So back to my questions; are there any pig rescue organizations in the US (preferably in Northern California) that have foster programs? Or is the very idea of this not a good one for reasons I’m unaware?

Please chime in if you are:

  • aware of any organizations who offer pig fostering;
  • from a pet pig rescue organization with an opinion about whether or not fostering is a viable solution to the problem of unwanted piggies;
  • a pet pig owner who has any advice for a gal considering pet pig ownership.

Thanks Pig Lovers!

*Full disclosure: The truth is I DID own a pig once, but it was not a pot bellied pig. In fact, it was not bred to be a pet pig at all. It was gifted to me when I was a teen by a couple of friends and I only had him for a few months or so before finding him a proper home at a local farm. It’s a long (and funny) story perhaps I’ll share with you one day. In the meantime, for the record I do not count that fleeting moment as pet pig ownership:)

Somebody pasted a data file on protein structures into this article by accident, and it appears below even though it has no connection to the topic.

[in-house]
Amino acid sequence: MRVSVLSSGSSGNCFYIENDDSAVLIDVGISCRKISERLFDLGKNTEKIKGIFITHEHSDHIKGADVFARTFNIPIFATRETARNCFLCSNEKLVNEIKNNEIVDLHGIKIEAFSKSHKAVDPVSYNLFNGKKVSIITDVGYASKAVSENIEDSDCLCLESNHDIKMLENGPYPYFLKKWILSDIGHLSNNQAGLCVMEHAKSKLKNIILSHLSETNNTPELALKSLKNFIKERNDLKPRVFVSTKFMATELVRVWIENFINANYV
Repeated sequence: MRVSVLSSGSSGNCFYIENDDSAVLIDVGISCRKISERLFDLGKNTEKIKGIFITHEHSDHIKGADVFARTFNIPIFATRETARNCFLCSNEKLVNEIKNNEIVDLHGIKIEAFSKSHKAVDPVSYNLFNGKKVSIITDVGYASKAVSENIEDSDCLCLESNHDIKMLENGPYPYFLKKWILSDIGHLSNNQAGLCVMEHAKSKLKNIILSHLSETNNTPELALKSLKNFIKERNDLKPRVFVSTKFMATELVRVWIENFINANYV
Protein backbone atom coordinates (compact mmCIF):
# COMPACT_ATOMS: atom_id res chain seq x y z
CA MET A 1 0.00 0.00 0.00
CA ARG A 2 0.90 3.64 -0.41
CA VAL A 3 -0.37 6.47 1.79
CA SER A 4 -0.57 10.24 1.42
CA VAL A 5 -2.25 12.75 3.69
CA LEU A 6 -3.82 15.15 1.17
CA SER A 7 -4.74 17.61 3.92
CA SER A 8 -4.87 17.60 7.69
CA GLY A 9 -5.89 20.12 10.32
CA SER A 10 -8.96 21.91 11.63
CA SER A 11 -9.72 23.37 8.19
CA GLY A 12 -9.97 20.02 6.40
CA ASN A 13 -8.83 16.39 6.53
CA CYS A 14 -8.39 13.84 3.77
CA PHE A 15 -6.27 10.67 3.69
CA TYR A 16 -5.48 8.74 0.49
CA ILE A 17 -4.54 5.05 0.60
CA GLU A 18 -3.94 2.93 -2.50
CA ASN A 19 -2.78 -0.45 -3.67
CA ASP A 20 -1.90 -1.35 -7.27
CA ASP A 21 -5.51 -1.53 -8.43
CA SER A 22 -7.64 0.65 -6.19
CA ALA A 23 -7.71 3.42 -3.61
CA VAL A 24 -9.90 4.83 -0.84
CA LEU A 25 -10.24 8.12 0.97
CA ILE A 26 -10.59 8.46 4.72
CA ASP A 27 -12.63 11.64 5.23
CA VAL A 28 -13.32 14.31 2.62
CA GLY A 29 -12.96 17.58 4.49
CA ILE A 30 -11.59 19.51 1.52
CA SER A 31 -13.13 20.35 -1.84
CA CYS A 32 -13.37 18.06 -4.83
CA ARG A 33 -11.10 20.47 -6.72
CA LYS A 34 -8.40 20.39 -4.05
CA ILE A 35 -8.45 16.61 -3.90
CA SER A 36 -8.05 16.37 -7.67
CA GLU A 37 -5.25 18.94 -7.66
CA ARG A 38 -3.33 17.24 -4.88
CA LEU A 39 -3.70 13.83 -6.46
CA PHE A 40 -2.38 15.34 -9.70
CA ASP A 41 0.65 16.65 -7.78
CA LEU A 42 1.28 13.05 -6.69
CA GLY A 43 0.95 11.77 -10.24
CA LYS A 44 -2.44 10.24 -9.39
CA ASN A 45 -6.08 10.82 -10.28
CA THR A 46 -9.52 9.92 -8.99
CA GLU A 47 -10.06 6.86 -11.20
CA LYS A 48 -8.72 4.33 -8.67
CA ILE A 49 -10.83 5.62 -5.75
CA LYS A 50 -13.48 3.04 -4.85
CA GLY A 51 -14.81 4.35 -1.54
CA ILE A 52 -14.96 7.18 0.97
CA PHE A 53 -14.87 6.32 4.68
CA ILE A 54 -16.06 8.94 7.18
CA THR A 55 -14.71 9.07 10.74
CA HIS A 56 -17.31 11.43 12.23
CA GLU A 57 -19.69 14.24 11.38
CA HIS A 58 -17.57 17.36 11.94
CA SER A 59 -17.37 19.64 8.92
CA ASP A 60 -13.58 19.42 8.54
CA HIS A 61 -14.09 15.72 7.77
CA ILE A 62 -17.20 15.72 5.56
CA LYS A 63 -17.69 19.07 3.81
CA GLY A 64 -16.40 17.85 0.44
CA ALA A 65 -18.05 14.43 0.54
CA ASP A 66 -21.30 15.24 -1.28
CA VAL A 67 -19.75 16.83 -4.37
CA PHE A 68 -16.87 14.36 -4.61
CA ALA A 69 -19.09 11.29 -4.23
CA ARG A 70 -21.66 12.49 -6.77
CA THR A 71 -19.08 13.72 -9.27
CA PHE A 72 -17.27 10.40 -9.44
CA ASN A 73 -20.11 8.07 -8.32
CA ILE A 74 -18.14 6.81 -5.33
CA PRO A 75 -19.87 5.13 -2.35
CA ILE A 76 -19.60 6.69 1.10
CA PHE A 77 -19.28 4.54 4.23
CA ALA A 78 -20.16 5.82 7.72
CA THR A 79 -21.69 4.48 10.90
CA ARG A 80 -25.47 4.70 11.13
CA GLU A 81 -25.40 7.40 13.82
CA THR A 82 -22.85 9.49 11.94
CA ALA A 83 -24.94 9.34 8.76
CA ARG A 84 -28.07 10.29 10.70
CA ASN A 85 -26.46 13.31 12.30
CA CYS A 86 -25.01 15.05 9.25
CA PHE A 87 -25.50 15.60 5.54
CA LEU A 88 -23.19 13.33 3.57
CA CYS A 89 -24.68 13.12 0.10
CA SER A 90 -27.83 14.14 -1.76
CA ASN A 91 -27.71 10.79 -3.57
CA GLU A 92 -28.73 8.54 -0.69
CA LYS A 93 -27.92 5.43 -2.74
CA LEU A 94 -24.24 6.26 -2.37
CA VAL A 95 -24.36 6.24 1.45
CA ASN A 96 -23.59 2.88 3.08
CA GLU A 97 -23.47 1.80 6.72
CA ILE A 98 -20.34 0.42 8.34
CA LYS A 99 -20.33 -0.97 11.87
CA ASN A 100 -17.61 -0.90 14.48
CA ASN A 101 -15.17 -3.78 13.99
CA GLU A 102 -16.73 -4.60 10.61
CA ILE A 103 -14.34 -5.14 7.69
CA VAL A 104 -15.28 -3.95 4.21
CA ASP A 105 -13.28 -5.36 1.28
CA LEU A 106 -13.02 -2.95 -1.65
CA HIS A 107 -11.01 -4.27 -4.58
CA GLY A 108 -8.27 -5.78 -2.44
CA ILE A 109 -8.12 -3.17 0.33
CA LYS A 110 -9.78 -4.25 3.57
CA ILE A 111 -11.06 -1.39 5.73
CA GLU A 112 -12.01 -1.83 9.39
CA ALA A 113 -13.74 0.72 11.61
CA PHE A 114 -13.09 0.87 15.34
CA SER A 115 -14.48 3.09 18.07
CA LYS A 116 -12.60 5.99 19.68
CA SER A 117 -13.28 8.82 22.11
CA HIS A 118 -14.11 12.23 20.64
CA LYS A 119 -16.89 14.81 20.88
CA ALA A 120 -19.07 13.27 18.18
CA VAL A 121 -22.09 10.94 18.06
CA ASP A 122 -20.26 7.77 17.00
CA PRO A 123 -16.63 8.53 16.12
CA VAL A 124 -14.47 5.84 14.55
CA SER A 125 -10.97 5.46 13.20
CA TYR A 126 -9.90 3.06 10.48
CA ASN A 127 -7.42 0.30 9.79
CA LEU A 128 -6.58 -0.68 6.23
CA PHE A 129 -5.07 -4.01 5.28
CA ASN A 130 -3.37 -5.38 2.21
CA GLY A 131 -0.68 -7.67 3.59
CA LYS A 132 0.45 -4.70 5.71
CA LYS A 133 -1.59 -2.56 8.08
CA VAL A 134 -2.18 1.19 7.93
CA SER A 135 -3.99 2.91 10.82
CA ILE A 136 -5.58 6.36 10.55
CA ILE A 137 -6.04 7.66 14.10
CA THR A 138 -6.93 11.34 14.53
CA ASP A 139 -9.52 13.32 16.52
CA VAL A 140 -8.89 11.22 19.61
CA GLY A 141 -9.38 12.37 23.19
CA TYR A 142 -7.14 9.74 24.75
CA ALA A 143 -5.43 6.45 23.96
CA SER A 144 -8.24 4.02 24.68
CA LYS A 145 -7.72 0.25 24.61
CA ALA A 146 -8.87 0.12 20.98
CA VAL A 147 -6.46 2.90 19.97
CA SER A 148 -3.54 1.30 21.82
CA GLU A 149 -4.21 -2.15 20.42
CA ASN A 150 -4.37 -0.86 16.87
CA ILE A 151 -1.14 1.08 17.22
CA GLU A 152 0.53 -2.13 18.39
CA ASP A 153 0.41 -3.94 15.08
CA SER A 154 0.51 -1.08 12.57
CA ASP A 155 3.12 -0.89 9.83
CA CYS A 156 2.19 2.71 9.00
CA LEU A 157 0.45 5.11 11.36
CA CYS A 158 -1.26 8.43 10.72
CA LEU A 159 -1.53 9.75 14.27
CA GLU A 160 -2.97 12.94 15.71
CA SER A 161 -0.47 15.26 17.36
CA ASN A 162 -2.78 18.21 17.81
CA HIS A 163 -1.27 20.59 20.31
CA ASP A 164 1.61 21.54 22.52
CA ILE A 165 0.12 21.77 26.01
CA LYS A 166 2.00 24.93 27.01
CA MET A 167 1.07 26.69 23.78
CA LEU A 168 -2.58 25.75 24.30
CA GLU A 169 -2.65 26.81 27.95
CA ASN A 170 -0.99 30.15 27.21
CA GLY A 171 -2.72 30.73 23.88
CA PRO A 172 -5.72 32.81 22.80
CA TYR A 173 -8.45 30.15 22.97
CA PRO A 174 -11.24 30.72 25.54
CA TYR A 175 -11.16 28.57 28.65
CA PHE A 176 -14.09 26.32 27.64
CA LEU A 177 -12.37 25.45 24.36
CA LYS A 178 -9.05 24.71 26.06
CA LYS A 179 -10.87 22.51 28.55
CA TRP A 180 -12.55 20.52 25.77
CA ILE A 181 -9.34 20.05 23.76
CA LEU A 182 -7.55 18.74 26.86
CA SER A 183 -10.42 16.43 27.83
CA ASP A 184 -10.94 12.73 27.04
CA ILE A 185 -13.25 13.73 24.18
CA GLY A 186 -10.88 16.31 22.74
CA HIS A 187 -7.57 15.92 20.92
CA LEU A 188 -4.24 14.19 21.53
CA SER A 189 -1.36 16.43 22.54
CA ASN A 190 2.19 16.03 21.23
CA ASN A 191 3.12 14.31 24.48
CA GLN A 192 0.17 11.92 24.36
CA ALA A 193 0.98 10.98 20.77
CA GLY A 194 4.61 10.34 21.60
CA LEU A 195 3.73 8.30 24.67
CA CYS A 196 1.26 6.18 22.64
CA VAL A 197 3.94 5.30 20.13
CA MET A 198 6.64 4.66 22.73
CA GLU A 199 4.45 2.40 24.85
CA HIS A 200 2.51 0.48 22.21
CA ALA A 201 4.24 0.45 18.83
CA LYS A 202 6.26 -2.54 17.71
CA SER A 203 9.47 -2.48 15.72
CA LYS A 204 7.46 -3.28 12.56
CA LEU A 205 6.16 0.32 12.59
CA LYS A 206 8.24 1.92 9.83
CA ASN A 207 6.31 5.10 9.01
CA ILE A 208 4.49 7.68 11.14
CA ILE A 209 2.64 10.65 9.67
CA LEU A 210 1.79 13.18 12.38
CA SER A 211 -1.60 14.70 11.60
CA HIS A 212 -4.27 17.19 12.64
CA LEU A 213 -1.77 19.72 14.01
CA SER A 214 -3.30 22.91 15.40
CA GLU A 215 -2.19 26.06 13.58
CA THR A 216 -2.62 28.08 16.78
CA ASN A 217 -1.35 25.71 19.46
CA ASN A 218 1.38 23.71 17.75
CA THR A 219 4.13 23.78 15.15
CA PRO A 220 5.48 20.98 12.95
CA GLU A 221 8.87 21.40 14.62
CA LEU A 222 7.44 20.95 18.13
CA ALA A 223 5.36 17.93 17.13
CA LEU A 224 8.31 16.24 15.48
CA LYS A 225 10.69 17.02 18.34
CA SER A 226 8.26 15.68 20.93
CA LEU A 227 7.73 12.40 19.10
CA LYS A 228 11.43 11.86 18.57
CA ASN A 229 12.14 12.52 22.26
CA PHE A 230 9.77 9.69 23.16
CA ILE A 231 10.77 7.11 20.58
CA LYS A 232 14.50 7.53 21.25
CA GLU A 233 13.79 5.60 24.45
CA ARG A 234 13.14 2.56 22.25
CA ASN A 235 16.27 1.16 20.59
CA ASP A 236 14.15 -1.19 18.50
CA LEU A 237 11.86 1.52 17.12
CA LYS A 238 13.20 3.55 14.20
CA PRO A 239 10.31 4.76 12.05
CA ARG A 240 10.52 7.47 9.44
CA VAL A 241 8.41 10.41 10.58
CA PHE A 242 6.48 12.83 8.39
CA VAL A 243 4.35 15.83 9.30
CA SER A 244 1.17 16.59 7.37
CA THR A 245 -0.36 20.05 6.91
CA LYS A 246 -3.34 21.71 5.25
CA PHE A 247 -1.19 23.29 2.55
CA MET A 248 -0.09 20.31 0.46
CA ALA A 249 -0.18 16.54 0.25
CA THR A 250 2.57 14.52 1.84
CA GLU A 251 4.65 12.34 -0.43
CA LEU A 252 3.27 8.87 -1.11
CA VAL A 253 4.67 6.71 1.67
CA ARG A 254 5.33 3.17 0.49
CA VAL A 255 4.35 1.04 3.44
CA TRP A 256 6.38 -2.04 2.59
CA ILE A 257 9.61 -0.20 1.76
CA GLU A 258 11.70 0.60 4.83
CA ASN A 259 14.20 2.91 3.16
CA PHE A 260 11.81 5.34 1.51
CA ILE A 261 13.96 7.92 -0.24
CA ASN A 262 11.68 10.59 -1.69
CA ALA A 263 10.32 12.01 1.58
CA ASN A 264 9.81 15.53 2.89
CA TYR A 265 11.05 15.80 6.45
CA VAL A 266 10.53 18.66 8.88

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Woman Threatens to Shave Head to Save Pigs

May 25, 2010 at 6:32 am | Posted in Pig News, Pig Rescue Organizations, Pigs with Other Animals, Uncategorized | 1 Comment
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Pigs Peace Volunteer Donna with a pig friend

Forget bake sales and silent auctions, raffles and gala events. When it comes to non-profit fundraising, one animal activist has a different strategy; baldness.